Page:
Note: This post is in no way meant to be critical of my cousin Jessica, her new husband, or their families. I love Jessica, and Andrew seems to be a great guy, and specifically, a great guy for her. This post really isn’t about them. Like most posts on this blog, it’s about my kids and me.
Last September, my cousin Jessica married a short, sweet guy named Andrew. We went to the wedding. The photographer took a picture of my aunt’s side of the family, which is my maternal side of the family.
For whatever reason, I’m in the 4th row, in the middle. Max is in the last row – he married into the family, so he’s tall. But I bet I don’t have to tell you where Cassie and Jackson are. True, Jackson is front and center, in front of the bride, in fact. And Cassie is popped up there in the back. But even without the prominent placement, they’re pretty easy to pick out from this crowd.
My family is very white.
On my dad’s side, my cousin Vern’s wife is Native American, and that’s it.
On my mom’s side, so far all of my cousins have married white people.
I have five unmarried cousins left.
I think my cousin Dan is contractually obligated to marry a Jewish woman. (Both of his older sisters married Jewish men.) Besides, he lives in Rhode Island, which is not a hot bed of diversity. At the time of the wedding, my cousin Nick was dating someone who appeared white, but I don’t know if he’s dating her now. My cousin Tyler is still dating his apparently white girlfriend. My cousin Sandy doesn’t appear to have a significant other. My cousin Jake is still in high school.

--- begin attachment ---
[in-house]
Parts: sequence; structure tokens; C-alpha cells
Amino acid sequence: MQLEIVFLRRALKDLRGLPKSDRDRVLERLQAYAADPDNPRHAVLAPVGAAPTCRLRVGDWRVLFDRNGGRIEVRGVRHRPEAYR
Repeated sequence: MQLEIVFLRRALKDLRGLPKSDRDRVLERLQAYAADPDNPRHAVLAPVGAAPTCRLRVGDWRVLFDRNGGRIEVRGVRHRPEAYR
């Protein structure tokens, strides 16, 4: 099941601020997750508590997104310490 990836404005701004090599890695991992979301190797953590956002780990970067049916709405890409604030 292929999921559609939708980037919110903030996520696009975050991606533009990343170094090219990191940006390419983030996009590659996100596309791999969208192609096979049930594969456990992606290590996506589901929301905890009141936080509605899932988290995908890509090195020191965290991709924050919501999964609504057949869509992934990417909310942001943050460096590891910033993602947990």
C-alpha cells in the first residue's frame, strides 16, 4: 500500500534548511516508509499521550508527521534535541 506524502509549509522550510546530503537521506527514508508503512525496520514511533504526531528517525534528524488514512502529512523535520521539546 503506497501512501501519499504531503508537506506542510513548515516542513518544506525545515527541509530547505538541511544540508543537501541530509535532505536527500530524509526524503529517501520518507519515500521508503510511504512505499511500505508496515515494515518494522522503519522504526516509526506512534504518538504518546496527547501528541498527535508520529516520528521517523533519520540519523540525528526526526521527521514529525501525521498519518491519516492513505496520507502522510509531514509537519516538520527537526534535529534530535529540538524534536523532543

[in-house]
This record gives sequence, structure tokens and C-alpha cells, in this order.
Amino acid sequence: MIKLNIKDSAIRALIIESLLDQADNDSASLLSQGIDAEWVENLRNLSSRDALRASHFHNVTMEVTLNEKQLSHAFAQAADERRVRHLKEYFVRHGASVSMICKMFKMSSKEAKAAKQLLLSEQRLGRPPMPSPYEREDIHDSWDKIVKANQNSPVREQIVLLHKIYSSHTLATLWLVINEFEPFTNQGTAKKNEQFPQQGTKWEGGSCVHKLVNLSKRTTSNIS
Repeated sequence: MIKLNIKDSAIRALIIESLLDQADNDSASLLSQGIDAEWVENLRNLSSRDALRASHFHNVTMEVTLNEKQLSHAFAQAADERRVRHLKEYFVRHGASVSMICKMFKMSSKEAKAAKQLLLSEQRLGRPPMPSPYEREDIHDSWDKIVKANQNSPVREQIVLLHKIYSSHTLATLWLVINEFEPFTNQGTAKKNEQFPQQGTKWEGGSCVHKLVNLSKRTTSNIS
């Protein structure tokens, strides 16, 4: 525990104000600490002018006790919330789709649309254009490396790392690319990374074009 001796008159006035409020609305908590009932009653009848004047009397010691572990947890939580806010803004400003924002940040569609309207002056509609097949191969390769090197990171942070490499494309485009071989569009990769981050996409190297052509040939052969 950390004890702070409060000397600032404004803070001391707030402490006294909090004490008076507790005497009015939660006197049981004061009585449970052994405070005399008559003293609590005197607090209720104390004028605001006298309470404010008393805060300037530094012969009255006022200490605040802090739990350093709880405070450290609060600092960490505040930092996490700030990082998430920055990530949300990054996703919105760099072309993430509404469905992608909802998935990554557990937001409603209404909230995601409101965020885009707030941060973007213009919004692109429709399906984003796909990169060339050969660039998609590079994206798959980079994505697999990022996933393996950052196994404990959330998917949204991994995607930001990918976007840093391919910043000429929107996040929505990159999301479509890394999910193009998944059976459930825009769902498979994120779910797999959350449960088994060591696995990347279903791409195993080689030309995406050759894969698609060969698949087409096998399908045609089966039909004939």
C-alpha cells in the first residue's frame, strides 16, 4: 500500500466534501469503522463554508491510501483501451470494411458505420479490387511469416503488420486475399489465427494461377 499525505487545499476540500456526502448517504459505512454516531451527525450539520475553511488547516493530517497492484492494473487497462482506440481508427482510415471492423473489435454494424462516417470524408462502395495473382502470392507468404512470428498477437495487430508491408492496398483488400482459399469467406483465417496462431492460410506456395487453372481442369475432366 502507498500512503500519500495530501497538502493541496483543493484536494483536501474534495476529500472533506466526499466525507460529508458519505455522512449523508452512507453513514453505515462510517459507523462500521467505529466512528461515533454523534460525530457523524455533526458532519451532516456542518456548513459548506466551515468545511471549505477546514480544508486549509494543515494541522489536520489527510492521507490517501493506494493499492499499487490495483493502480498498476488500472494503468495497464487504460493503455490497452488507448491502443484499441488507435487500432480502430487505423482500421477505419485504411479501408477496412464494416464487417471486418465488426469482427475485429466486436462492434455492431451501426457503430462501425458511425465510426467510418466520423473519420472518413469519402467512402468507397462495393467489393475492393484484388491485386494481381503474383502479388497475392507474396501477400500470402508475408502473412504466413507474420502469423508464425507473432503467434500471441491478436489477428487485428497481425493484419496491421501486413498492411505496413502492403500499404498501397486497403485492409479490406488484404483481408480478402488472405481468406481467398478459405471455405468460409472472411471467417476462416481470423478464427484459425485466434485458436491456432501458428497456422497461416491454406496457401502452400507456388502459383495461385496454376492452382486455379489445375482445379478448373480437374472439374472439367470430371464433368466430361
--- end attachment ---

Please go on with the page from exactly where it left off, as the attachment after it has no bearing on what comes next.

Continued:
So basically, it’s up to Sandy and Jake, and maybe Nick and Tyler, to find some spouses of color. Get on that guys!
OK, I’m mostly joking. The point I’m actually trying to make here is that it is important for children who were adopted transracially (or even kids of color who are being raised by a bio parent who is a different color) to see and interact with people who are the same color that they are. I know to Jackson, it was very important that his baby sister be brown like him. And while my family may look a cast picture for The Sound of Music, Max’s family is a little more colorful, and we have friends of different colors and ethnicities.
Even as recently as the 80s, adoptive parents didn’t realize that love wasn’t enough. You do have to talk about race, racism, and prejudice. You do have to make sure your children have role models of their own heritage. You do have to be cognizant of the history of people of color in America. It’s a lot to think about.